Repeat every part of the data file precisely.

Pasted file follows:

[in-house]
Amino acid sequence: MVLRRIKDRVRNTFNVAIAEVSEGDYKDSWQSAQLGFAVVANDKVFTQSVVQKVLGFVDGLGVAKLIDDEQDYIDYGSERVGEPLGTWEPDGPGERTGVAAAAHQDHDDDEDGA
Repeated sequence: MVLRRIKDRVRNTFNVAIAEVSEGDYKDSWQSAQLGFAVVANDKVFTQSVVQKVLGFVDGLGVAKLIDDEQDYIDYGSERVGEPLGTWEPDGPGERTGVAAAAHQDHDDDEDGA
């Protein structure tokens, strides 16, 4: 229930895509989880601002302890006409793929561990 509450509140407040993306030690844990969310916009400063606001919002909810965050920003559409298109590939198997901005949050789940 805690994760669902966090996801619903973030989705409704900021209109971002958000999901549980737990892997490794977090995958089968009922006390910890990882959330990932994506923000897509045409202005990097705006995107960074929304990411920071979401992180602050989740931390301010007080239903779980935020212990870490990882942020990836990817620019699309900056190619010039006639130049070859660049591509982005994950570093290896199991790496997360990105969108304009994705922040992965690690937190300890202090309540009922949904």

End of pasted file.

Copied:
[in-house]
Amino acid sequence: MVLRRIKDRVRNTFNVAIAEVSEGDYKDSWQSAQLGFAVVANDKVFTQSVVQKVLGFVDGLGVAKLIDDEQDYIDYGSERVGEPLGTWEPDGPGERTGVAAAAHQDHDDDEDGA
Repeated sequence: MVLRRIKDRVRNTFNVAIAEVSEGDYKDSWQSAQLGFAVVANDKVFTQSVVQKVLGFVDGLGVAKLIDDEQDYIDYGSERVGEPLGTWEPDGPGERTGVAAAAHQDHDDDEDGA
């Protein structure tokens, strides 16, 4: 229930895509989880601002302890006409793929561990 509450509140407040993306030690844990969310916009400063606001919002909810965050920003559409298109590939198997901005949050789940 805690994760669902966090996801619903973030989705409704900021209109971002958000999901549980737990892997490794977090995958089968009922006390910890990882959330990932994506923000897509045409202005990097705006995107960074929304990411920071979401992180602050989740931390301010007080239903779980935020212990870490990882942020990836990817620019699309900056190619010039006639130049070859660049591509982005994950570093290896199991790496997360990105969108304009994705922040992965690690937190300890202090309540009922949904």